|Less toxic than petroleum-based solvents
|Bad for the environment
|Works well with oil paints
|Works well with all paints
|Up to $80 per gallon
|Up to $80 per gallon
|Available at hardware stores and art supply stores
|Available at hardware stores and art supply stores
What Are Mineral Spirits?
Mineral spirits are a type of solvent made from petroleum. Mineral spirits are the same as white spirit and can be used for other purposes besides art, such as cleaning and degreasing.
Artists use mineral spirits as mild solvents and paint thinners. They are readily available and inexpensive.
One of the things I don’t like about using mineral spirits is the oily residue they leave on paintings. But, I do like the fact that they are unscented, as I have allergies to many products that contain scents.
When using mineral spirits for painting, it is important to get artist-grade products. Others may not be good for use with oil paint.
What Is Turpentine?
Turpentine is another solvent often used by artists that is made from distilled tree resin. In most cases, this resin comes from pine trees.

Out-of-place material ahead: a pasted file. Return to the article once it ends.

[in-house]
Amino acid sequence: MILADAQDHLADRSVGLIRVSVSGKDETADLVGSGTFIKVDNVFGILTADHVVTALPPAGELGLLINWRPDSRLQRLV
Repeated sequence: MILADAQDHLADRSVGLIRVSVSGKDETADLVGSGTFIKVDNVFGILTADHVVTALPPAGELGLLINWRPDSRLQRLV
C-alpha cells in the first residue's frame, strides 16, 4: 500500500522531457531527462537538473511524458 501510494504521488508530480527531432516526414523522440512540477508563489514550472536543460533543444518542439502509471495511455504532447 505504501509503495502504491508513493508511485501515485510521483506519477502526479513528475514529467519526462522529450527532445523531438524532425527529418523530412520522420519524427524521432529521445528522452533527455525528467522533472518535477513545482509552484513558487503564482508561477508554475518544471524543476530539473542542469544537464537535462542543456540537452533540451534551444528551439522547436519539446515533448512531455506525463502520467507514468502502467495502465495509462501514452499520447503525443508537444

Turpentine oil can be used for household cleaning purposes, such as degreasing. It has even been used medicinally in topical treatments (it is an ingredient in Vicks VapoRub).
I tend to prefer using turpentine because it doesn’t leave that oily residue on paintings as mineral spirits do. Be sure to use artist-grade turpentine for your artwork rather than the type you would find in a hardware store.
Learn more about turpentine uses.
What Is The Difference Between Mineral Spirits and Turpentine?
Mineral spirits and turpentine are both solvents used in painting, but they differ in origin, odor, solvency, and toxicity. Mineral spirits, being petroleum-based, emit a milder odor than turpentine, which is produced from pine resin and is more volatile with a stronger scent.